Are you a Black man thinking of a career in teaching? You’ll want to read this book!
When boys participating in this year’s I AM KING mentoring program opened their workbooks and read the welcome letter from He is Me’s Founder & CEO Robert J. Hendricks III, they saw that he signed it “Love, Robert.”
We Dare Say Love tells the story of a district-wide program in Oakland, CA. that shares the same values, beliefs about Black boys’ potential, high expectations for their future, respect for their innate intelligence, and love that are the foundation on which He is Me Institute is built.
We Dare Say Love tells the story of Oakland Unified School District’s (OUSD) African American Male Achievement Initiative (AAMAI), launched in 2010. At the time, it was the only program of its kind in the United States. Its founders, a small group of Black male educators determined to disrupt the status quo for their Black male students, called their approach “a pedagogy of care.” They put their hearts as well as their heads into the effort and were able to transform the school experience for the Black boys in the district’s 14 schools.
The book shares rituals, beliefs, and practices that created a classroom environment that held high expectations for the engagement and achievement of Black boys, creating the space they need to blossom. And they did! After five years, statistics among OUSD’s Black male students were dramatically different, and those trends continue. Black boys’ attendance rates and graduation rates have increased, suspension rates have decreased, more Black boys are enrolled in advanced classes, and many more have enrolled in postsecondary education. AAMAI has become a model for other school districts.
Kingmakers of Oakland is an offshoot of the AAMAI established to spread the model of “pedagogy of care” to other West Coast school districts. According to its website, “Kingmakers trains teachers and facilitators to utilize our African-centered and culturally relevant pedagogy and curriculum with students in their classrooms. This learning community collaborates inter-district and cross-district by grade level to share, plan, build and implement safe learning environments.” Kingmakers provides customized curriculum, technical support, and training and consulting to school districts inspired by AAMAI’s success. They include San Francisco Public Schools, Seattle Public Schools, and the Puget Sound Educational Service District.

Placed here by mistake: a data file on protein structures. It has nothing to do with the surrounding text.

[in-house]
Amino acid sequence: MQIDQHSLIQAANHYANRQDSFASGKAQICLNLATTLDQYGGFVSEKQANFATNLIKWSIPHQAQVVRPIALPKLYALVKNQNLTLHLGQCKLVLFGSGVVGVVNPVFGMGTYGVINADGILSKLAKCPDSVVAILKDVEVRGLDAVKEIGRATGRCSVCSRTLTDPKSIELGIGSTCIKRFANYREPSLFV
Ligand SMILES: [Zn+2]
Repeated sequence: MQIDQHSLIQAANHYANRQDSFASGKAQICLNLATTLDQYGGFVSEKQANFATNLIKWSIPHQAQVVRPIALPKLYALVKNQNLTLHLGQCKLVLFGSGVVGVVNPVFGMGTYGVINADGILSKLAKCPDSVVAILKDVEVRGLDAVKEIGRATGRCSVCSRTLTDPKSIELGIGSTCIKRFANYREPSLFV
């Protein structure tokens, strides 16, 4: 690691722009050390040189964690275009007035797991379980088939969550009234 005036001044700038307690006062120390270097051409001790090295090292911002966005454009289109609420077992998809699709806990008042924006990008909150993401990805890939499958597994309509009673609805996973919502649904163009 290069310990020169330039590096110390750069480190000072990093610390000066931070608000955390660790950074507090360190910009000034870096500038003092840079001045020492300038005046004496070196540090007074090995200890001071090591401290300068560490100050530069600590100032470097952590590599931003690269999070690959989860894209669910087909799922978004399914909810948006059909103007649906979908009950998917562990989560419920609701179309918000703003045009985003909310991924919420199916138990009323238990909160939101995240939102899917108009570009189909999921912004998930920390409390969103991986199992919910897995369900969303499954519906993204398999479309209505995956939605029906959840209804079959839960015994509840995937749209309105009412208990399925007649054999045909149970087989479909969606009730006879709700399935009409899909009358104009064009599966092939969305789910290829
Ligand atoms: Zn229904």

He is Me Institute stands in solidarity with AAMAI and Kingmakers as we bring our own signature programs to schools every year to “quietly” confront and disrupt the culture of inequity and low expectations that boys of color have been subjected to in public schools.
I AM KING is our after-school mentoring program where Black college men interested in a teaching career serve as mentors to boys of color. They mentor boys for 24 weeks, and receive a $200 stipend a month for ten months. Mentors deliver He is Me’s unique social-emotional learning (SEL) curriculum, I AM KING, to boys of color. It centers on Black male identity, teachers the five primary SEL competencies, and includes a literacy component. I AM KING is a first time teaching experience for mentors, and for the mentees, it is likely to be a first-time experience with a Black male teacher. (For more information about bringing I AM KING to your school district or school, click here.)
He is Me’s other signature program is the Reclaiming Our Identity course, a 10-month online course for aspiring or practicing Black male teachers. It is also a unique curriculum developed by He is Me, centering on Black male identity, specifically exploring their identity as students and teachers. It explores the history of education inequity that has pervaded the U.S. education system from the 1600s until today. It also teaches the basics of pedagogy through the lens of the African American teacher. (To learn more about bringing Reclaiming Our Identity to your school’s faculty or your college’s Black male students, click here.
For further information:
WELCOME to the Oakland Unified School District’s Office of African American Male Achievement
Kingmakers of Oakland